Anything but Un
Every Isaac Duncan sculpture starts as a universe in the palm of his hand, an exploration of how space and form interact, and how we see the world. But it is his vision that takes each piece to its monumental finish.
Sculptor Isaac Duncan creates large-scale, stainless steel pieces that grow out of a drive to challenge the fundamentals of form, space, balance, implied motion and scale. Nonobjective abstractions, the delineation of a thought.
Or, to put it another way: they're autobiographical. In one sense, any sculptor could make this claim, that their work is philosophy made palpable. But for Isaac, both the crafting of a piece and its output strike closer to home, to the heart.
"Steel is difficult to manipulate, you have to know how to work with it just right," he says. "It's also an alloy, a mixture of materials that are processed to create a different type of matter. So am I, as a person of mixed race."
When Isaac talks about his background, his family, his philosophy, and his materials, the words become interchangeable. Similarly, standing in his warehouse-turned studio off of Chattanooga's Main Street, he seems a part of the space — covered in dust, along with the mismatched tables and desks, boxes and tools. An American flag here, a construction cone there. The space feels part hardware store, part garage. And Isaac stands in the center of it all, a T.I.G. torch in his hand.
At a glance, you might think that a free spirit lives in this space, but it only takes a moment to see his formal training shine through. During his studies — BFA from Notre Dame; MFA from the University of Kentucky — Isaac learned to follow a classical sculptor's flow process: sketch, model, actualization.
“When I was in the school of higher learning, there was always that question,” he says. “Is it the concept first, the thought? Is it the model? Is it the sketch, your initial two-dimensional translation from that thought? The last piece is derivative of everything else, so what is the actual art work?”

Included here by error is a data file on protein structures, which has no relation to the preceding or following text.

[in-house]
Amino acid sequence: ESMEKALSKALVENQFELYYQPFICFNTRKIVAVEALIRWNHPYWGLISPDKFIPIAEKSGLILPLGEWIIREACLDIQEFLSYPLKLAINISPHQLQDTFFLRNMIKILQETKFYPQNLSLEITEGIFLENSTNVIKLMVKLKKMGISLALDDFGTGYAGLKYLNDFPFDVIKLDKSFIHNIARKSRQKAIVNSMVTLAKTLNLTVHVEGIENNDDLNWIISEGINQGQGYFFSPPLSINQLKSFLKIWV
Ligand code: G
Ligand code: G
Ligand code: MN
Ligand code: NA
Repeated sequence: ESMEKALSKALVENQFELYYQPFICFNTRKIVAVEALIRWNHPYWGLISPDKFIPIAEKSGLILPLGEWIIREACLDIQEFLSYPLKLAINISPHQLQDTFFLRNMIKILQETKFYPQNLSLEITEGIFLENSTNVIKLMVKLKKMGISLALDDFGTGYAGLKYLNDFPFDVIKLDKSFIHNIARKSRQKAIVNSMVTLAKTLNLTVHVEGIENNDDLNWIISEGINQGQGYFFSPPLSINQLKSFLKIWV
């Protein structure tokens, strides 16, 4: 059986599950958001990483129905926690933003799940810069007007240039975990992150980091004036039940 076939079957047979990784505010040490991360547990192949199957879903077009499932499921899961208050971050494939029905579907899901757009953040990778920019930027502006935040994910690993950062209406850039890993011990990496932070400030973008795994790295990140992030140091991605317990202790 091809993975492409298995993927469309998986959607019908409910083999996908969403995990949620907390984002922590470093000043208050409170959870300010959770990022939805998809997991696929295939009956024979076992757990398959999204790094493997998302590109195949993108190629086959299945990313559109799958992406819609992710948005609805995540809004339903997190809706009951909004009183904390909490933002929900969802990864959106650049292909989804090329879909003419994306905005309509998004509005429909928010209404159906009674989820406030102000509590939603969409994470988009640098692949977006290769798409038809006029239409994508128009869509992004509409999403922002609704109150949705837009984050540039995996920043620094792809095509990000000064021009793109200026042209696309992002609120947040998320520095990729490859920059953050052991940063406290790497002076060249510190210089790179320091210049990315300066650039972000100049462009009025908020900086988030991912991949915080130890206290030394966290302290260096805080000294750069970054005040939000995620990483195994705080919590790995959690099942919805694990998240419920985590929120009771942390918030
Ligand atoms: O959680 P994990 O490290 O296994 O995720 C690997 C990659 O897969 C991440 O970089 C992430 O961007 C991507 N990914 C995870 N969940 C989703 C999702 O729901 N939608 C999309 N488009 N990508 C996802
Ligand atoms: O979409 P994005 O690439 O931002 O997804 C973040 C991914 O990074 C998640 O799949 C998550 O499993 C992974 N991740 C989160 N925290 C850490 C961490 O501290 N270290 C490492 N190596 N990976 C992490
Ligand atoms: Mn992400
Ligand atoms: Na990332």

Taking that question to heart, and wanting to explore where art begins, he stopped sketching, removing it from his process. So he always works in the round — starting with small-scale models, small enough to hold in your hand, exploring how a form interacts with space and viewers might interact with the form, before working to sculptures that are often 20 feet high.
A Duncan piece stands in defiance of the physical limitations we expect from metal.
“I sculpt first, so the idea comes to me in a physical form. The process of sculpture is not Xeroxing. It's having inspiration, it's forever making decisions.”
This control over his own process, whether a project is commissioned or not, has led to a recognizable style. An amalgam of lines and curves, the use of spheres to create a precariousness. Ultimately, an Isaac Duncan piece stands in defiance of the physical limitations we might expect from metal. Because in his work, steel is anything but unyielding.
Some of these commissioned pieces stand in Chattanooga, as public art and in private collections. But as other artists have found, many of his sales come from outside the city.
“The biggest challenge here is that there are not a lot of buyers. Or if there are, the buyers aren't buying from local artists. There are a few galleries, but most shows tend to be artists showing other artists.” The issue is not unique to Chattanooga he says, but he does wtish that there were more opportunities for exposure — particularly for artists who are just starting out. “Never expect to make a living in your hometown; you're appreciated more elsewhere. I came to terms with that, years ago.”
Rather than chase the market, Isaac has built a life in Chattanooga, and says that he would not trade what the city offers. Affordability is one thing; he owns the 11,000 square foot building where he works, as well as the lot next door — and in his line of work, where space dictates how far an artist can push, square footage is precious.
But the city also brings accessibility to a strong and growing community of artists. In fact, it was an artist who drew him to Chattanooga in the first place.
John Henry, a world-renowned sculptor best known for monumental pieces on display in major cities throughout the US, Europe and Asia, hired Isaac to be his crew supervisor at his studio in Chattanooga.
Isaac worked as his right-hand man, and credits this time as shaping his career.
“With a formal education, you get a chance to dabble in different processes. You have a larger toolbox to pull from when creating. Academia is different from the reality of creating a business as well as the knowledge you need to have when dealing with large-scale, monumental sculpture. When you work for a master artist, you're an extension of his arm. It takes a lot of time, and you don't do anything for yourself.”
He opened Duncan Sculpture and Services in 2008, and he freely admits that, at times, it's been a struggle. Paychecks are not consistent, and large-scale art requires extra resources and manpower. But with a calling that he's never questioned, and a family that supports that calling, he keeps looking forward.
“The only way I can do this, is to do it,” he says. “I believe in myself, I believe in what I do, I believe in art. I believe in my artwork. I don't have a choice. It's like breathing.”